Re: Johann Josef Niquet
I hope you're still active in this forum.I haven't been here in quite a while.
I do research on the French-Canadian branches of my family NIQUETTE, or NIQUET (older spelling).This includes tracing them back to France in the 1600's, when the ancestor of my family left for Canada.
The reason I'm responding to your post about a German NIQUET family is that I have found some information about possible links between French and German NIQUET families.The link occurs back near 1580, shortly after the Huguenots fled France to escape persecution by the Catholics.Some NIQUET families eventually settled in Canada (my direct ancestors).
Others moved into Flanders and the surrounding countries.Descendents of the NIQUET families in Flanders later established a "Huguenot Colony in Berlin" and gave rise to many NIQUET families in Germany.It is possible that your family descended from the Flanders branch.
In addition, NIQUET families in Australia can trace their ancestries to a NIQUET ancestor who migrated there from Germany in the 1800's.He in turn is probably a descendant of the Flanders NIQUET families in Germany.
The data for all this is in part historical and can be found on various internet web sites.
Here is a good history of the arrival of Peter Johann NIQUET in Queensland Australia around 1838.He worked as a mason (stone worker) at the new Lutheran mission there.Later he moved to Sydney to study to be a minister.
The current NIQUET families in Australia trace their ancestry to him.
In 1997 I received two documents from Dr Marcel NIQUET in Frankfurt.He was interested in the Flemish roots of the German NIQUET families.I had originally contacted him by searching the internet for NIQUET families around the world.
The documents are copies of an old text by "Goltzius", I believe, and describe a very early Flemish family member named Jan NICQUET or NIQUET.Because of the dates, I believe that Jan NIQUET was a Huguenot or other Protestant who left France to settle in Flanders.Very possibly he was one of the Huguenot refugees who fled the St Bartholemew Day massacre of Huguenots in France.
Dr. Marcel NIQUET told me that this was one of his ancestors, whose descendants later migrated to Germany; from there, Peter Johann NIQUET left for Australia with other Lutheran mission volunteers in 1837.
In conclusion, it seems that the NIQUET families in Germany and Australia are descended from French Huguenot refugees, including at least one family in Flanders (Jan NIQUET).Theexodus of the Huguenot NIQUET families happened in the late 1500's around the time of the St Bartholemew day massacre.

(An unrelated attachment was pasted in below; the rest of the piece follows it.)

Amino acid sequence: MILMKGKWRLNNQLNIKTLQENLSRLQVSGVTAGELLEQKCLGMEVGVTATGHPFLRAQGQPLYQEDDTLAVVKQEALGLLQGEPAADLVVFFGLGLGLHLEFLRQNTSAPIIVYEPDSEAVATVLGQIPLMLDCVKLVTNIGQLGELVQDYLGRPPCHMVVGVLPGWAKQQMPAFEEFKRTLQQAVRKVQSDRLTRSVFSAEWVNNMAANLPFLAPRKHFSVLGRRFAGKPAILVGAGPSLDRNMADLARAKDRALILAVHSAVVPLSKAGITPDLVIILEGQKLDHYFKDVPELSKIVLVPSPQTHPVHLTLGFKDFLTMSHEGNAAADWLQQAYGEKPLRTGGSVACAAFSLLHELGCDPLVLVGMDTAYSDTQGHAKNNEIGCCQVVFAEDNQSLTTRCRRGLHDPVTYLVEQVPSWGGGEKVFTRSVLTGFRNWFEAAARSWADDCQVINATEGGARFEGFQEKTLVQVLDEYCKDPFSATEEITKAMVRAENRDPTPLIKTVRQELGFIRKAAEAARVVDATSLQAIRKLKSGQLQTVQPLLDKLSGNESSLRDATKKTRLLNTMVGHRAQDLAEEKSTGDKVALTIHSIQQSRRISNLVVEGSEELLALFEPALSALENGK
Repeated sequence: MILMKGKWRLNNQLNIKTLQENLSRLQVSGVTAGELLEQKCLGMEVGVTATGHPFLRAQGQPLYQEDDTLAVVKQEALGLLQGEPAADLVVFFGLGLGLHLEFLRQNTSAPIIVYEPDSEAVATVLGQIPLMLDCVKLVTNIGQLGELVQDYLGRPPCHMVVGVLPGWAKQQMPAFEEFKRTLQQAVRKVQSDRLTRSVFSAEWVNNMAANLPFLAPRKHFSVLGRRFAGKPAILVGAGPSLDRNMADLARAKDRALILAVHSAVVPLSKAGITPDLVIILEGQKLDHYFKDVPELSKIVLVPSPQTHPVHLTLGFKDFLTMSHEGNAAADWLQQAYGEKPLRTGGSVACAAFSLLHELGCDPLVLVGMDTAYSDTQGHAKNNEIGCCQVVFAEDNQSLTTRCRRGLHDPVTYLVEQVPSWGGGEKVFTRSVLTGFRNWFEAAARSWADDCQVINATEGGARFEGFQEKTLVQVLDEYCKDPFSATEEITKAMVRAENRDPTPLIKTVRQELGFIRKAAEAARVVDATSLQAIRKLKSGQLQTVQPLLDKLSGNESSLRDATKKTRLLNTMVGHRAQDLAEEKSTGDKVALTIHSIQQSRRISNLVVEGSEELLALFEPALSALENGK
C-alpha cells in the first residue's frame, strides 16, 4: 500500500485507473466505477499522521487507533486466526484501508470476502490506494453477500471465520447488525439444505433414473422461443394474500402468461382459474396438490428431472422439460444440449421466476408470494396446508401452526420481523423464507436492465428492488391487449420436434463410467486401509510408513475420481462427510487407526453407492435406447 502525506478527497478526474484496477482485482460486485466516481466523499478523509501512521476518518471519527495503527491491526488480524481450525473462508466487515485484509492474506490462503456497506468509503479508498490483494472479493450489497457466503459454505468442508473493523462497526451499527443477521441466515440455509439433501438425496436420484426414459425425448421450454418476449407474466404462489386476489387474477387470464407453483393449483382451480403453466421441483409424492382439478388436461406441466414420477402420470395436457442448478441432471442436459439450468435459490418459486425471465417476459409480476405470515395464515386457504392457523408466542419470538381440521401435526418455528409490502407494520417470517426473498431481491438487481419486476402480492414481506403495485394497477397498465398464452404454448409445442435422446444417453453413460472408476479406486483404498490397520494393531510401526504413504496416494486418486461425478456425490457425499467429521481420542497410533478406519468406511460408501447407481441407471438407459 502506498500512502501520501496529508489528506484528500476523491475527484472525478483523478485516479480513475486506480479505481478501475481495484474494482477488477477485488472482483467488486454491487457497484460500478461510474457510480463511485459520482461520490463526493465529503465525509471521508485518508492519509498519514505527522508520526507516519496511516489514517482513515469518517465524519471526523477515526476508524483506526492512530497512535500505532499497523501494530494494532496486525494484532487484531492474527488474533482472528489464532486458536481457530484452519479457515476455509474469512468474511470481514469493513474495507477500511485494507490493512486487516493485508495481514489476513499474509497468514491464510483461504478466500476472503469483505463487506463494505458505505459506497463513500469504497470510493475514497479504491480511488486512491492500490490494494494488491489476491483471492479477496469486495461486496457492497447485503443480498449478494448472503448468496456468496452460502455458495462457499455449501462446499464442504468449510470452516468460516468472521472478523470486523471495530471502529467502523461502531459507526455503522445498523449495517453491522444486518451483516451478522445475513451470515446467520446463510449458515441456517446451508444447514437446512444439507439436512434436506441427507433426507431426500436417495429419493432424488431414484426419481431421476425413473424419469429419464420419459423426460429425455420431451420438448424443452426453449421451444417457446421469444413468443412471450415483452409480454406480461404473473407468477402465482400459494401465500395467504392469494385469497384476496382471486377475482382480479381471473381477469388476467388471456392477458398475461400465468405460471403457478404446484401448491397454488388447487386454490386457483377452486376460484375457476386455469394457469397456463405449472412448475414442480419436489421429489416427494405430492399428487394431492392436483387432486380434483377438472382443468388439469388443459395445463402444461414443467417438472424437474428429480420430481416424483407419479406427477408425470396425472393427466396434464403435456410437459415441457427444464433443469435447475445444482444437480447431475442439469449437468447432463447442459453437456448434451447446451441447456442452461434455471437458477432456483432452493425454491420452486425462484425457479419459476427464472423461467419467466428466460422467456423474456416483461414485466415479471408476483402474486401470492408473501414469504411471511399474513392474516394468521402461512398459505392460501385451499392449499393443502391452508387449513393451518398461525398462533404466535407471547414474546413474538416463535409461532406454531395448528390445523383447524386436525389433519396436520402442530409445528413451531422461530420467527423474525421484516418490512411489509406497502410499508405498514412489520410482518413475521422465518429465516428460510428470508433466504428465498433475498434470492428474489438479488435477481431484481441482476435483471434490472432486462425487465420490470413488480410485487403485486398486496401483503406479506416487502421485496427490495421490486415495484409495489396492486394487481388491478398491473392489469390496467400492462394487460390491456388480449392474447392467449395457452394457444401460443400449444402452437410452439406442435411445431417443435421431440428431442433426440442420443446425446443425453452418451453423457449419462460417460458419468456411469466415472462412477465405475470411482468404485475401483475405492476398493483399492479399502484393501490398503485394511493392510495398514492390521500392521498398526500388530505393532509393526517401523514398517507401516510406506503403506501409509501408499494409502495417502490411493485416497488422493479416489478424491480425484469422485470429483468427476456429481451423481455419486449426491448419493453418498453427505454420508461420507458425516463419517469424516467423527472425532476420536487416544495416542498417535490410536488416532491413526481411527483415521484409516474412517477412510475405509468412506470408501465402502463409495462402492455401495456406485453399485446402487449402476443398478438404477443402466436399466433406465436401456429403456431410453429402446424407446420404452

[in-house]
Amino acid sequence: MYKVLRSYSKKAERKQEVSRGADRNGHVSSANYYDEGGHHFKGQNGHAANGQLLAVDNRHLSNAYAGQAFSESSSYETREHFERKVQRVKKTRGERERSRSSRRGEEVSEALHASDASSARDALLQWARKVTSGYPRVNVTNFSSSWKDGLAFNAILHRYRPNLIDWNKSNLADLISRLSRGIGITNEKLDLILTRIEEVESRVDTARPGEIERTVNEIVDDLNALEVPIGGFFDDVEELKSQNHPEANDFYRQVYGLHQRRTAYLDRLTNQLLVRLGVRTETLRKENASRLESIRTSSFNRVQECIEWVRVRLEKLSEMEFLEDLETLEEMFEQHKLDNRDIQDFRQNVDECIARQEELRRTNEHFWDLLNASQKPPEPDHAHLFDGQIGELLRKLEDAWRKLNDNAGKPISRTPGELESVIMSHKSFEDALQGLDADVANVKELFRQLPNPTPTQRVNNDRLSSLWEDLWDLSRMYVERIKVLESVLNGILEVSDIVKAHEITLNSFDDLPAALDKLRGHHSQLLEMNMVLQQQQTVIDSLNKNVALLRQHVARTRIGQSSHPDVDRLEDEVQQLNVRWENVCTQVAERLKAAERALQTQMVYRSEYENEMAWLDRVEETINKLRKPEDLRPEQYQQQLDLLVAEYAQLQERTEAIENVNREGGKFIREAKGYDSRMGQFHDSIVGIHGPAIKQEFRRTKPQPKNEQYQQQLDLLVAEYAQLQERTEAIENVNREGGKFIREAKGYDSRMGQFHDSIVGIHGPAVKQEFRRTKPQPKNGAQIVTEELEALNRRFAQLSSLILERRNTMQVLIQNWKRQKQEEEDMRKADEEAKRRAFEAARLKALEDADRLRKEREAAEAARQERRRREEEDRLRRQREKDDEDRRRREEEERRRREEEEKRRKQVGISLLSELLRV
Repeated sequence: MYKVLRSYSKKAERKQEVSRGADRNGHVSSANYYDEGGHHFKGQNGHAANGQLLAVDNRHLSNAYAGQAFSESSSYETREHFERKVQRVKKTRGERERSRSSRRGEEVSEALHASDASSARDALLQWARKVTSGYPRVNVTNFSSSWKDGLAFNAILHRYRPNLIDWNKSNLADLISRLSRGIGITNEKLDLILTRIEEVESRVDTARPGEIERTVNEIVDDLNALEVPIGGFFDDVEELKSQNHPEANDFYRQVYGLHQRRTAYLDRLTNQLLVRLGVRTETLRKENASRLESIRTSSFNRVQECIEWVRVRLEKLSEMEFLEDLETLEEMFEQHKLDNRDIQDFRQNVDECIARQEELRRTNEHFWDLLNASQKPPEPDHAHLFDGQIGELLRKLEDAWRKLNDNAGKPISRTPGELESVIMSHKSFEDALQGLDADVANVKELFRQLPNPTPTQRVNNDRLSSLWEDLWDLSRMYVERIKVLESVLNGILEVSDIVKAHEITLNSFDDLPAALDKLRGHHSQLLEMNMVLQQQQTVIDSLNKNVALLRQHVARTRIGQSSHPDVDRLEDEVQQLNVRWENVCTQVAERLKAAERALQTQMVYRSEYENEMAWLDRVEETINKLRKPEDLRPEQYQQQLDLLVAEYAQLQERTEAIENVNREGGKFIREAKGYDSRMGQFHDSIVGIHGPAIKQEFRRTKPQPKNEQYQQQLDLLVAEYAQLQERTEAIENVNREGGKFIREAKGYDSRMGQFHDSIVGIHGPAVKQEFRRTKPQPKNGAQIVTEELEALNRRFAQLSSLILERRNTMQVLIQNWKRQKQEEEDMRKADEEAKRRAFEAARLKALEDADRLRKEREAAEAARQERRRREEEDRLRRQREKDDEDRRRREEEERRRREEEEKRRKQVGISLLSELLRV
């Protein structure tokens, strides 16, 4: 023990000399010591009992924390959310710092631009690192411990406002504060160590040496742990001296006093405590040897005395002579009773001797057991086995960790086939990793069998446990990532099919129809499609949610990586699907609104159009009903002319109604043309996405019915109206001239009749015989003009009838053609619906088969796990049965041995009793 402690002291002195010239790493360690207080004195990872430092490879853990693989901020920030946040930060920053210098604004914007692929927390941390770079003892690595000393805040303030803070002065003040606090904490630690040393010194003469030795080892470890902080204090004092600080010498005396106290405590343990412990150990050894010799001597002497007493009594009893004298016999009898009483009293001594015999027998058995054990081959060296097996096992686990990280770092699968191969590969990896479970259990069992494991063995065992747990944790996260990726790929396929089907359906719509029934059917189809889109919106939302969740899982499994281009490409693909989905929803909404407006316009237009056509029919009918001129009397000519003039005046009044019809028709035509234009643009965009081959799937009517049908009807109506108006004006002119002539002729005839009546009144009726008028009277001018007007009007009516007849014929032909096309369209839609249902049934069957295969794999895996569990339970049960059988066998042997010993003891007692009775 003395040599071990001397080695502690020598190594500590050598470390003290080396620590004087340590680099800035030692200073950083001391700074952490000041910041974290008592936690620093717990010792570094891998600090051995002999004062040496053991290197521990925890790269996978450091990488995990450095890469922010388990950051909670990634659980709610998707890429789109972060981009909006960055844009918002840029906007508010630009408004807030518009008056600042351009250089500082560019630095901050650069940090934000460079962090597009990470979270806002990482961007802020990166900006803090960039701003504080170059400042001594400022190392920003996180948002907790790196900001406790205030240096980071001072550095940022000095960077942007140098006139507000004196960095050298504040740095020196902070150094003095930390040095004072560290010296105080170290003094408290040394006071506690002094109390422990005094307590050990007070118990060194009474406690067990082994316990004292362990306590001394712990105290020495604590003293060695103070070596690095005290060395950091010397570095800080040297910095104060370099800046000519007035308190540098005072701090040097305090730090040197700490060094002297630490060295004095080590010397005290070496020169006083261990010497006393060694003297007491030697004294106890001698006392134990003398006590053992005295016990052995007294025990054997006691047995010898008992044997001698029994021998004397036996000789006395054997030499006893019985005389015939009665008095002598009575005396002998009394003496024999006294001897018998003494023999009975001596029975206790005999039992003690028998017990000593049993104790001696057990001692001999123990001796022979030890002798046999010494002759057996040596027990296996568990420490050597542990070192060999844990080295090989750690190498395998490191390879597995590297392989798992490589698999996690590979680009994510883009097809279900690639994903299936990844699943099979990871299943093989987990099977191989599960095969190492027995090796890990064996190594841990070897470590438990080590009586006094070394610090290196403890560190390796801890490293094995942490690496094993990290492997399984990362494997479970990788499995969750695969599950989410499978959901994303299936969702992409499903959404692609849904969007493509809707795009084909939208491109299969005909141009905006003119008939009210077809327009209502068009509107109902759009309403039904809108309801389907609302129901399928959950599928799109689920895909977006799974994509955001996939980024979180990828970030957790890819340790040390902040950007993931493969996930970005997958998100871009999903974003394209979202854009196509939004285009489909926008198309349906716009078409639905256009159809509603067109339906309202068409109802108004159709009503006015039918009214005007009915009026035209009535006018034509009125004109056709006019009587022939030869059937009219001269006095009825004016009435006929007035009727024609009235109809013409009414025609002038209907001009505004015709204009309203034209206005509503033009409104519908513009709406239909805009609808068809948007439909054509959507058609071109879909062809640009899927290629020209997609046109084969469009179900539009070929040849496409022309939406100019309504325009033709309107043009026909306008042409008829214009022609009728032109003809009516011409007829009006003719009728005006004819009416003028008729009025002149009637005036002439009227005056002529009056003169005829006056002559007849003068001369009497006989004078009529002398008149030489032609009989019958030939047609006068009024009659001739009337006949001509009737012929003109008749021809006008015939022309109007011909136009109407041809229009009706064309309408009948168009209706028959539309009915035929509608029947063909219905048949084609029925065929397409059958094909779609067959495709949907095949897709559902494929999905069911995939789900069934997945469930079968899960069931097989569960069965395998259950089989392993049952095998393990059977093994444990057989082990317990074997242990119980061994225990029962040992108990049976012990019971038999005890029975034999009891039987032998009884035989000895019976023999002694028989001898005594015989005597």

The NIQUET immigrant to Quebec in 1663 left France from the area of St Jean-d'Angely on the west coast near La Rochelle.It is possible that he too was a Huguenot or descended from Huguenots, because St Jean-d'Angely was a Huguenot stronghold during the time of the massacre.That area of France seems to have remained a safe haven for Huguenots for some time after the massacre.
However, I'm not certain of this.His marriage to a French immigrant from Paris took place in Quebec in 1666.The marriage was performed by contract, not in a Catholic Church.However, his children and all their descendants were raised as Catholics.It was a custom for Catholics in those days to permit marriages to spouses of other religions, but only by contract and provided the children were raised as Catholic.Perhaps this is all coincidence.We may never know.
The massacre in France occurred in the generation of my immigrant's grandfather.There are records of a Huguenot named Spire NIQUET in Paris, a Protestant (i.e. Huguenot) bookseller who was killed during the massacre.Since Spire was known to be a Huguenot, he is likely to have been related in some way to Jan NICQUET.Unlike Jan, however, Spire did not survive by emigrating to Flanders.
That is a summary of all that I know about the connections between French, Flemish, German, and Australian NIQUET families.I believe that there is persuasive evidence that you are descended from Jan NIQUET, who in turn was descended from Huguenot members of the NIQUET family in France - possibly at least one branch in the area of Paris.Whether or not those families are also related to mine in the area of St Jean-d'Angely we can only guess.
Someday maybe we will have better proof.Until then, I hope you find the current collection of data interesting.If you would like copies of the Jan NIQUET documents, let me know either by posting a message in this forum or sending me an email message via the "Contact" button on my website. Here is the site address: